Microvascularity in transition zone prostate tumors resembles normal prostatic tissue
SourceProstate, 73, 5, (2013), pp. 467-475
Article / Letter to editor
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SubjectNCEBP 1: Molecular epidemiology; NCMLS 4: Energy and redox metabolism ONCOL 5: Aetiology, screening and detection; ONCOL 3: Translational research; ONCOL 4: Quality of Care; ONCOL 5: Aetiology, screening and detection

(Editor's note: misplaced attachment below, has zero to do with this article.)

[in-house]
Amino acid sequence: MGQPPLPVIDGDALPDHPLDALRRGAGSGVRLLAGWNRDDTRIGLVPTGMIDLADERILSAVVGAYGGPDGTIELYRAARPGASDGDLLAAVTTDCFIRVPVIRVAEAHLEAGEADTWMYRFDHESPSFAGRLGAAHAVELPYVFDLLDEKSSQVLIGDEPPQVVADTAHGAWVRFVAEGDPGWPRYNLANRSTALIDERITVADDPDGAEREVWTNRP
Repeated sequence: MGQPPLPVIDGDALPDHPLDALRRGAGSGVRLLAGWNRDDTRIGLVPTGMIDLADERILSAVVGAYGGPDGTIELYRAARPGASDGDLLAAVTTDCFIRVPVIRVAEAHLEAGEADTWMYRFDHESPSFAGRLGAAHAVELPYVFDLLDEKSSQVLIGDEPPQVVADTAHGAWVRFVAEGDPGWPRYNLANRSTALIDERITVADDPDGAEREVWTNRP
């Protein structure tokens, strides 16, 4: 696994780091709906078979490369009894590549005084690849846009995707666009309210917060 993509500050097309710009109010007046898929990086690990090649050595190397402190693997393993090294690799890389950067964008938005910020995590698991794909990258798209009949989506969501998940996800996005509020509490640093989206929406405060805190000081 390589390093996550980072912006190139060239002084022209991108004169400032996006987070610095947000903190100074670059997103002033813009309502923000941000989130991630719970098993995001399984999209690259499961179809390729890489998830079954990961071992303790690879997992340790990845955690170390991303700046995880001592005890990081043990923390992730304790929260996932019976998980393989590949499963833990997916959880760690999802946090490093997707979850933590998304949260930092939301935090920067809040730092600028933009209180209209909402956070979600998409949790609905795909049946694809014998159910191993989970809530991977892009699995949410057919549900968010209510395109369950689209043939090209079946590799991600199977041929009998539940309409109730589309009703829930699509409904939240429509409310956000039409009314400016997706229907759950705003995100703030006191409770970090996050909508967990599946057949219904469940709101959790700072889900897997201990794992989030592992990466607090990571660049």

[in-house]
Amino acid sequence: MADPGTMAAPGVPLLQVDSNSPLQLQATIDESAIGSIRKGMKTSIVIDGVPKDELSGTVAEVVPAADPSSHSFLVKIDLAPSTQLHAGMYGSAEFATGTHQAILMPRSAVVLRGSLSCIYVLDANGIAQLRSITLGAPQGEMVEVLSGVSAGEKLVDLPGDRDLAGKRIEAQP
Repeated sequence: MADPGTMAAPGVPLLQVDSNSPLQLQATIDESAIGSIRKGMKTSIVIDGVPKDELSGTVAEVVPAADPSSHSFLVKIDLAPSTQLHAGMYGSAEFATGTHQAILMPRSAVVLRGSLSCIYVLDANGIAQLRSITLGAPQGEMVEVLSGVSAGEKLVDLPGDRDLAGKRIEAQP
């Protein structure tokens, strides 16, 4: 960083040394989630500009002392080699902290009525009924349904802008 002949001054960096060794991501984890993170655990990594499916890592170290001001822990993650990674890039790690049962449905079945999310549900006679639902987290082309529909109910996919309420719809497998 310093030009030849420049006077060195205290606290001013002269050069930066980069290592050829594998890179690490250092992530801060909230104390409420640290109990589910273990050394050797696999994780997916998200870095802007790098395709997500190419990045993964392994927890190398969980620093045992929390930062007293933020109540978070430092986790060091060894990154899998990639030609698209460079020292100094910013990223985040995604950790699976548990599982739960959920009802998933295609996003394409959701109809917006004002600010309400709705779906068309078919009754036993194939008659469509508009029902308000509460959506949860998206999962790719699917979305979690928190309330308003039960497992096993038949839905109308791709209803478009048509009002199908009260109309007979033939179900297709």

BACKGROUND: The objective of this study was comparison of characteristics of the microvasculature in transition zone tumor (TZT) and benign nodular hyperplasia (BPH) with normal prostatic transition zone (NTZ), applying accurate and objective quantification based on digital image analysis. Results of this study may increase understanding of prostate dynamic contrast enhanced (DCE) MRI analysis. METHODS: Radical prostatectomy specimens of 28 patients containing TZT ranging from pT2-pT4 were used. In 11 patients a concomitant peripheral zone tumor (PZT) was present. Microvessels were visualized by CD31 immunohistochemistry. Specimens were scanned using a computer-controlled microscope with automatic recognition of microvessels. Pseudocolor maps were produced displaying microvessel density, perimeter, and area of an entire prostate transection. Mean, 75th percentile (p75) and coefficient of variation (CV) were calculated automatically in manually indicated areas of the tumor and corresponding contralateral normal tissue, and BPH. RESULTS: Large variability was seen in TZT microvascular parameters, indicating presence of patients having both hypo and hypervascularized tumors compared to NTZ. In contrast, areas of BPH showed a more consistent increase in vascular parameters, with decreased CV. Analysis of PZT confirmed results of our previous study, with mean and p75 of all vascular parameters being significantly increased and a decrease in CV. No correlation was found for clinicopathological parameters and microvascular parameters. CONCLUSION: Microvasculature of transition zone tumor showed increased heterogeneity compared to BPH and peripheral zone tumors, possibly explaining the difficulty of TZT detection on DCE-MRI. Prostate 73: 467-475, 2013. (c) 2012 Wiley Periodicals, Inc.
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